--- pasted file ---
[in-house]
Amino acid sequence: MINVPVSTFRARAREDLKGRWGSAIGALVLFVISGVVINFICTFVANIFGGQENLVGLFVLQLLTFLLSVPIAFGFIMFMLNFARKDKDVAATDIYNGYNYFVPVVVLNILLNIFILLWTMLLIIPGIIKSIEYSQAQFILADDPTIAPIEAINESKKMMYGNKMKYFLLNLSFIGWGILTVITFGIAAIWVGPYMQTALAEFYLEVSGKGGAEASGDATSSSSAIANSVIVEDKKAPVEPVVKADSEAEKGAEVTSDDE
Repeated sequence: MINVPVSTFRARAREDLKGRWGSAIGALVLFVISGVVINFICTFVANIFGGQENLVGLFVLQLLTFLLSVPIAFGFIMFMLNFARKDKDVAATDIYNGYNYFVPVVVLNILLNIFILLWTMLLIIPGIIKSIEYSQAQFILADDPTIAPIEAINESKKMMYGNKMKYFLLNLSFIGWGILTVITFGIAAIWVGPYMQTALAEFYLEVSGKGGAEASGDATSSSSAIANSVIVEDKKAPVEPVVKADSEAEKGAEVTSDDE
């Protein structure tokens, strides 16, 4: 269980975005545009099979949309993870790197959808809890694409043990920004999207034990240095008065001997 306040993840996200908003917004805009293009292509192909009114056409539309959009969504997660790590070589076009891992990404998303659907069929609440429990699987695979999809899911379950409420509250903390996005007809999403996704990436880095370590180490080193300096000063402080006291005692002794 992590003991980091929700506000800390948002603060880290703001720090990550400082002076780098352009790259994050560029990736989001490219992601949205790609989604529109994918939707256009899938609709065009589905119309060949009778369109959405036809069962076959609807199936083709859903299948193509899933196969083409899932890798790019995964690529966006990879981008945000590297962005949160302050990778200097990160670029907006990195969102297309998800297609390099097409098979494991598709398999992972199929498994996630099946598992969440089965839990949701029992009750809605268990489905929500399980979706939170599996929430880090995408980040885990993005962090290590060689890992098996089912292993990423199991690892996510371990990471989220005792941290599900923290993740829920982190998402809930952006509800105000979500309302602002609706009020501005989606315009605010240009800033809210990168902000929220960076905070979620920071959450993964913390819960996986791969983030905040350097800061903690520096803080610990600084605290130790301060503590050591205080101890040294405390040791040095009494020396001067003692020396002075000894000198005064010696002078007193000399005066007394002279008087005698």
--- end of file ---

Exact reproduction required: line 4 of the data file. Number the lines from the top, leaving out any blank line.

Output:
């Protein structure tokens, strides 16, 4: 269980975005545009099979949309993870790197959808809890694409043990920004999207034990240095008065001997 306040993840996200908003917004805009293009292509192909009114056409539309959009969504997660790590070589076009891992990404998303659907069929609440429990699987695979999809899911379950409420509250903390996005007809999403996704990436880095370590180490080193300096000063402080006291005692002794 992590003991980091929700506000800390948002603060880290703001720090990550400082002076780098352009790259994050560029990736989001490219992601949205790609989604529109994918939707256009899938609709065009589905119309060949009778369109959405036809069962076959609807199936083709859903299948193509899933196969083409899932890798790019995964690529966006990879981008945000590297962005949160302050990778200097990160670029907006990195969102297309998800297609390099097409098979494991598709398999992972199929498994996630099946598992969440089965839990949701029992009750809605268990489905929500399980979706939170599996929430880090995408980040885990993005962090290590060689890992098996089912292993990423199991690892996510371990990471989220005792941290599900923290993740829920982190998402809930952006509800105000979500309302602002609706009020501005989606315009605010240009800033809210990168902000929220960076905070979620920071959450993964913390819960996986791969983030905040350097800061903690520096803080610990600084605290130790301060503590050591205080101890040294405390040791040095009494020396001067003692020396002075000894000198005064010696002078007193000399005066007394002279008087005698």